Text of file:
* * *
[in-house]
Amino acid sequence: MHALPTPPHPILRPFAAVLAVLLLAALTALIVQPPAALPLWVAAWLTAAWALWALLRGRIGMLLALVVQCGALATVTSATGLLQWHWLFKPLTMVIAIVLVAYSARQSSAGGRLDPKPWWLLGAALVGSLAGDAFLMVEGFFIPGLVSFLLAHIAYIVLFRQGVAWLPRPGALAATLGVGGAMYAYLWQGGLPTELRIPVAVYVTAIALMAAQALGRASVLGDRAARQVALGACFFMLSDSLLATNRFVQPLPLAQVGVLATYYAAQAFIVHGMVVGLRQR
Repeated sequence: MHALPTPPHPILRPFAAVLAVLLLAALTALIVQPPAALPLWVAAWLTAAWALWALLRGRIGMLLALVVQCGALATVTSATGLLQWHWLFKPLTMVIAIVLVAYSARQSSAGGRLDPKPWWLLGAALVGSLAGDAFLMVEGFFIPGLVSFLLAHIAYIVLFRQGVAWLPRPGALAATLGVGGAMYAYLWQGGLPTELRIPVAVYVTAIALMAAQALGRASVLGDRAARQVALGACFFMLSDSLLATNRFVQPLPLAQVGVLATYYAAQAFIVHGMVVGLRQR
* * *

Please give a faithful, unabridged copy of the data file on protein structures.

[in-house]
Amino acid sequence: MHALPTPPHPILRPFAAVLAVLLLAALTALIVQPPAALPLWVAAWLTAAWALWALLRGRIGMLLALVVQCGALATVTSATGLLQWHWLFKPLTMVIAIVLVAYSARQSSAGGRLDPKPWWLLGAALVGSLAGDAFLMVEGFFIPGLVSFLLAHIAYIVLFRQGVAWLPRPGALAATLGVGGAMYAYLWQGGLPTELRIPVAVYVTAIALMAAQALGRASVLGDRAARQVALGACFFMLSDSLLATNRFVQPLPLAQVGVLATYYAAQAFIVHGMVVGLRQR
Repeated sequence: MHALPTPPHPILRPFAAVLAVLLLAALTALIVQPPAALPLWVAAWLTAAWALWALLRGRIGMLLALVVQCGALATVTSATGLLQWHWLFKPLTMVIAIVLVAYSARQSSAGGRLDPKPWWLLGAALVGSLAGDAFLMVEGFFIPGLVSFLLAHIAYIVLFRQGVAWLPRPGALAATLGVGGAMYAYLWQGGLPTELRIPVAVYVTAIALMAAQALGRASVLGDRAARQVALGACFFMLSDSLLATNRFVQPLPLAQVGVLATYYAAQAFIVHGMVVGLRQR